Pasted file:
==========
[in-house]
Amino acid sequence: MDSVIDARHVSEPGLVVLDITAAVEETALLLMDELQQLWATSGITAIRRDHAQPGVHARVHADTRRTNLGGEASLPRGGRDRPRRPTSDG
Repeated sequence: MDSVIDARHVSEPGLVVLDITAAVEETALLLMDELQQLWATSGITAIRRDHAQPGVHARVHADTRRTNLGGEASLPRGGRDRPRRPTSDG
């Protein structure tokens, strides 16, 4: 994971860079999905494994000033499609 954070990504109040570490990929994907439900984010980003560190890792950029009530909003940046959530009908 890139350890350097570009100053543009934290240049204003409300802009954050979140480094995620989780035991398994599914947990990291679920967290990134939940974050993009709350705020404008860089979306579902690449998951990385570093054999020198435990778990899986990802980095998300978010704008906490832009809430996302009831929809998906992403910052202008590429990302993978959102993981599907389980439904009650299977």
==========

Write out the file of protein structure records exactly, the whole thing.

[in-house]
Amino acid sequence: MDSVIDARHVSEPGLVVLDITAAVEETALLLMDELQQLWATSGITAIRRDHAQPGVHARVHADTRRTNLGGEASLPRGGRDRPRRPTSDG
Repeated sequence: MDSVIDARHVSEPGLVVLDITAAVEETALLLMDELQQLWATSGITAIRRDHAQPGVHARVHADTRRTNLGGEASLPRGGRDRPRRPTSDG
């Protein structure tokens, strides 16, 4: 994971860079999905494994000033499609 954070990504109040570490990929994907439900984010980003560190890792950029009530909003940046959530009908 890139350890350097570009100053543009934290240049204003409300802009954050979140480094995620989780035991398994599914947990990291679920967290990134939940974050993009709350705020404008860089979306579902690449998951990385570093054999020198435990778990899986990802980095998300978010704008906490832009809430996302009831929809998906992403910052202008590429990302993978959102993981599907389980439904009650299977």